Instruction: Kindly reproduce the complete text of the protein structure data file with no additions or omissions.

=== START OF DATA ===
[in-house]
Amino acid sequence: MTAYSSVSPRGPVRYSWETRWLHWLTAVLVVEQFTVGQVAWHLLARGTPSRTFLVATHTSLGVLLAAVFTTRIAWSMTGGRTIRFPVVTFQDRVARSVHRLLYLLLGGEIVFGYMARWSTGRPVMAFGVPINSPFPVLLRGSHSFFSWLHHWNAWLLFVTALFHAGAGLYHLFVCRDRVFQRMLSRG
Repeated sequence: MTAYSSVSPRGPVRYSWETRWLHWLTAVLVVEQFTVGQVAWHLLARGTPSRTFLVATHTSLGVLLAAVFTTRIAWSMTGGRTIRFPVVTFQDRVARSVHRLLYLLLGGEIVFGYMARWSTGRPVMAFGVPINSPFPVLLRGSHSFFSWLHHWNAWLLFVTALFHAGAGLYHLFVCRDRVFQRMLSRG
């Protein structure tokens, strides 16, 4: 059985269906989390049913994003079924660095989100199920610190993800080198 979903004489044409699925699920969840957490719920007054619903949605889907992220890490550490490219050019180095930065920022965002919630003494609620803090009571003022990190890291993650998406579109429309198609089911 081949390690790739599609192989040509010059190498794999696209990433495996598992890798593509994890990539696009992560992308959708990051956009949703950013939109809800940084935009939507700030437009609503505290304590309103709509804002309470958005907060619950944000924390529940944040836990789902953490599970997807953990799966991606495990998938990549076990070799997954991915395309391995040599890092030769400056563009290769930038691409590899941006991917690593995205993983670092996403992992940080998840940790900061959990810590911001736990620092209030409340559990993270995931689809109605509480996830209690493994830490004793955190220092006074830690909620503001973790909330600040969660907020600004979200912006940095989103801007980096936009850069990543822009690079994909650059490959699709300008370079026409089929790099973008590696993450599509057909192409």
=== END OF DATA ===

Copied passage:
[in-house]
Amino acid sequence: MTAYSSVSPRGPVRYSWETRWLHWLTAVLVVEQFTVGQVAWHLLARGTPSRTFLVATHTSLGVLLAAVFTTRIAWSMTGGRTIRFPVVTFQDRVARSVHRLLYLLLGGEIVFGYMARWSTGRPVMAFGVPINSPFPVLLRGSHSFFSWLHHWNAWLLFVTALFHAGAGLYHLFVCRDRVFQRMLSRG
Repeated sequence: MTAYSSVSPRGPVRYSWETRWLHWLTAVLVVEQFTVGQVAWHLLARGTPSRTFLVATHTSLGVLLAAVFTTRIAWSMTGGRTIRFPVVTFQDRVARSVHRLLYLLLGGEIVFGYMARWSTGRPVMAFGVPINSPFPVLLRGSHSFFSWLHHWNAWLLFVTALFHAGAGLYHLFVCRDRVFQRMLSRG
């Protein structure tokens, strides 16, 4: 059985269906989390049913994003079924660095989100199920610190993800080198 979903004489044409699925699920969840957490719920007054619903949605889907992220890490550490490219050019180095930065920022965002919630003494609620803090009571003022990190890291993650998406579109429309198609089911 081949390690790739599609192989040509010059190498794999696209990433495996598992890798593509994890990539696009992560992308959708990051956009949703950013939109809800940084935009939507700030437009609503505290304590309103709509804002309470958005907060619950944000924390529940944040836990789902953490599970997807953990799966991606495990998938990549076990070799997954991915395309391995040599890092030769400056563009290769930038691409590899941006991917690593995205993983670092996403992992940080998840940790900061959990810590911001736990620092209030409340559990993270995931689809109605509480996830209690493994830490004793955190220092006074830690909620503001973790909330600040969660907020600004979200912006940095989103801007980096936009850069990543822009690079994909650059490959699709300008370079026409089929790099973008590696993450599509057909192409």